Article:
A healthy lawn needs fertilizer and weed control at the proper intervals. It requires ample water and aeration annually to relieve compaction and provide air. Lastly, it should be mowed regularly at the proper height with sharp blades for a clean cut.
Sounds easy, right? All your lawn needs is food, water, air, preventative medicine and a regular hair cut. The catch is it needs the right kind of food and preventative medicine at the right time of year to keep it healthy.
Let’s learn a little about the grass itself. In Ohio, the primary varieties of turf grasses include – Kentucky Bluegrass, Perennial Ryegrass, Fine Fescue and Tall Fescue. Here are some considerations for each type –
A deep green grass with a velvety fine texture.
- Spreads & heals damaged areas without reseeding.
- Performs best in full sun.
- Tolerant to both cold and drought.
- Newer varieties have a higher resistance to disease.
A bright green fast growing fine texture grass.
- Quick germination period.
- Good drought tolerance.
- High wear tolerance
- High insect and disease resistance.
The finest leaves that stay green all year.
- Good drought tolerance
- High shade tolerance
- Low moisture requirements
- Varieties include Creeping Red, Hard and Chewings
A flexible and durable rich green grass.
- Heat tolerant.
- Drought tolerant.
- High wear tolerance.
- Disease resistant.
These Cool Season grasses grow best in the spring and fall. While they may show signs of heat stress in the summer, they will remain green throughout most of the winter season. So what do these grasses need to perform at their best?
- Fertilization feeds the grass making it strong, green and healthy. These feedings should be formulated for your soil conditions in either liquid or granular form and applied throughout the year.
- Weed Control needs to begin early in the season and it requires ongoing attention all year long. Temperature, stage of growth and humidity can all impact the effectiveness of weed control.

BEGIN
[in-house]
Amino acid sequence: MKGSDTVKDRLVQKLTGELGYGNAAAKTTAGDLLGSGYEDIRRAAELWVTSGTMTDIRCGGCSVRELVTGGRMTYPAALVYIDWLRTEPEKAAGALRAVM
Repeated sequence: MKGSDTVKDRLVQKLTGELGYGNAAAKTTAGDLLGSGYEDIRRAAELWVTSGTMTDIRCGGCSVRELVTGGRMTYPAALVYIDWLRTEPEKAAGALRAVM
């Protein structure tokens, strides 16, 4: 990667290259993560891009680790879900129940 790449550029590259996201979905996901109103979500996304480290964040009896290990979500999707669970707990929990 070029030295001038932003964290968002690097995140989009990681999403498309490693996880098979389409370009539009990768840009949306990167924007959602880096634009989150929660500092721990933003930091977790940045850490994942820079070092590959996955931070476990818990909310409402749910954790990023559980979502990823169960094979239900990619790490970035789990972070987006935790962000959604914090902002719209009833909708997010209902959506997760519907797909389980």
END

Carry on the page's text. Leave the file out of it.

- Crabgrass Control requires both pre-emergent and post-emergent care. Again treatment must begin early before germination occurs.
- Disease Control is a remedy for damage that has occurred and promotes recovery.
- Mowing at the right time and right height with sharp blades.
- Core Aeration reduces soil compaction and allows air to reach the grass roots so water and fertilizer can be taken up by the plant. The loosened soil allows the grass roots to spread for deeper root penetration and healthier lawn.
- Overseeding introduces new grass seed that thickens the existing turf and fill-ins thin areas. In conjunction with core aeration, germination is enhanced since the holes provide a protective place for the seeds. As the new grass grows, weeds will be reduced since the space is no longer desirable for their purposes.
If you had a lovely lawn and for some reason – it changed? Your lawn may need a course of treatment to restore its beauty. We call that turf renovation. The first step is to accurately diagnose the problem. For example, drought, excessive shade, tree root competition, poor drainage, soil compaction, inadequate fertilizer, acid soils, weed or insect infestation, lawn disease, and other things may be contributing to the issue. Most of these problems are correctable with renovation and improved maintenance practices. If you think your lawn may need renovation – please contact us so we can help you develop a plan to cure your ailing lawn.
Lastly, if you have a new home and need to establish a new lawn? You can either seed or sod it. Regardless of your choice, soil preparation is important. A soil test should be taken so, the necessary amendments can be prepared and added to the soil. The area should be graded and if needed, an initial application of herbicide should be used to kill off existing weeds before the seed or sod are applied. Here are some considerations for both approaches –
- A larger selection of species are available for varying management practices such as, sun versus shade, disease resistance and soil type.
- The grass will grow in the environment where it will live.
- Lower initial cost than sodding.
- Timing is critical – it’s best to seed in the fall. Early spring is a possibility also but weed seeds germinate in the spring as well.
- Watering is critical.
- It will take longer to achieve a dense lawn.
- Instant Lawn and basically weed free.
- May be walked on shortly after planting.
- Dust, mud and erosion are reduced quickly.
- Can be planted anytime during the growing season with adequate watering.
- Higher initial cost.
- Limited species of grass available.
- Large volume of water will be needed initially.
- Speed of rooting time varies with season. Spring and fall are best.
If you have any questions about the information provided here – please do not hesitate to contact us.
The lawn of your dreams is possible. For professional assistance with your turf care needs – contact us today at 937.433.5915.
Country Club Landscaping
To learn more check out this link – National Association of Landscape Professionals